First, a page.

Saturday, September 12, 2009

Peter's throne and Moses' seat

“Furthermore, the power to bind and loose refers to a power of jurisdiction in ancient Israel which only the King can override. These are also rabbinic terms which describe the legislative and judicial authority of the office of rabbi. They could literally bind men to their teaching with authority from God. Christ Himself said, ‘The scribes and the Pharisees sit on Moses’ seat; so practice and observe whatever they tell you, but not what they do; for they preach, but do not practice’ (Mt 23:2-3). Thus, just as Moses had an authoritative office, so Christ assigned a similar office to Peter.”

There are several problems with this appeal to Mt 23:2-3, but for now I’ll focus on just one of them.

Unlike the Levitical priesthood, the Pharisees were not lineal successors to Moses (or Aaron). You didn’t need to be a priest to be a Pharisee. Indeed, many or most of the Pharisees were layman.

Same thing with the scribes. You didn’t need to be a priest to be a scribe. A layman could be a scribe.

Ironically, then, our Catholic epologist is unwittingly ascribing an authoritative teaching office to mere laymen.

If anything, this passage is a prooftext for the right of private judgment. Not in the sense that every individual is equally competent to expound the Scriptures. But some men are competent to expound the Scriptures. And when it singles out two group of able teachers, it doesn’t draw the line between the laity and the clergy. That’s not what distinguishes a fit teacher from an unfit teacher. Indeed, the text implicitly attributes teaching ability to a class of men, many or most of whom were laymen.

This text is a prooftext for a low-church ecclesiology, not a high-church ecclesiology.


  1. Steve,

    I'm curious what you think binding and loosing does, in fact, refer to. What was Jesus conveying to the twelve when He told them this?

  2. Steve -- couple of other thoughts about this:

    It is more likely that Jesus is saying "insofar as" they teach "the law"... -- but only as they do it. "This interpretation is more consonant with Matthew's concern to affirm Jesus' loyalty to the righteousness of Torah," Hagner says.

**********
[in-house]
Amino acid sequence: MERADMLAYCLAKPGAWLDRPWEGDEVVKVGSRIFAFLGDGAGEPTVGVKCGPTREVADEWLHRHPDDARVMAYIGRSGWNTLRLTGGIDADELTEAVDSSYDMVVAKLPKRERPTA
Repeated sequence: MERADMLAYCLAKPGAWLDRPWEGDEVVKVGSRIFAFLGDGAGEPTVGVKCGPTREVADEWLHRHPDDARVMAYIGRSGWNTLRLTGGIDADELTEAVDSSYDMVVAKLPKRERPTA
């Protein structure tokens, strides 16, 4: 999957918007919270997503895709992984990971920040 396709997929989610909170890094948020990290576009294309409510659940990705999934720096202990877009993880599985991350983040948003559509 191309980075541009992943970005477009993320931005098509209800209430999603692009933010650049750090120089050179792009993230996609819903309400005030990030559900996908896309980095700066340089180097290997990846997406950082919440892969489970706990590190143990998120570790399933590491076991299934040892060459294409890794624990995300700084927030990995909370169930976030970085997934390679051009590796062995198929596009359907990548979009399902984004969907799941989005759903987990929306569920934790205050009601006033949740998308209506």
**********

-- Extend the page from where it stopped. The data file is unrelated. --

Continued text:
Furthermore, Jesus has on several occasions in Matthew distanced himself markedly from the teaching of the Pharisees and at one point actually warned his disciples to "beware the leaven" (i.e., "the teaching") of the Pharisees.

    By verse 16, he is saying to them, "You say..." and then he explicitly rejects what they say. So if Catholics want to be consistent with Matt 23 as a proof-text, they ought to accept the legitimacy of rejecting the "office".

  3. Mathetes, here is one Catholic interpretation of "binding and loosing":

    In this same sense He says: "Whatsoever thou shall bind upon earth it shall be bound also in Heaven, and whatsoever thou shalt loose on earth it shall be loosed also in Heaven." This metaphorical expression of binding and loosing indicates the power of making laws, of judging and of punishing; and the power is said to be of such amplitude and force that God will ratify whatever is decreed by it. Thus it is supreme and absolutely independent, so that, having no other power on earth as its superior, it embraces the whole Church and all things committed to the Church.

    From the Leo XIII encyclical Satis Cognitum.

  4. John,

    I agree with Nolland's interpretation of the verse.

  5. What does Nolland say? And, are we "binding and loosing" or are we talking about Moses's seat?


    "I'm curious what you think binding and loosing does, in fact, refer to. What was Jesus conveying to the twelve when He told them this?"

    France and Nolland construe the phrase as a metaphor for church discipline.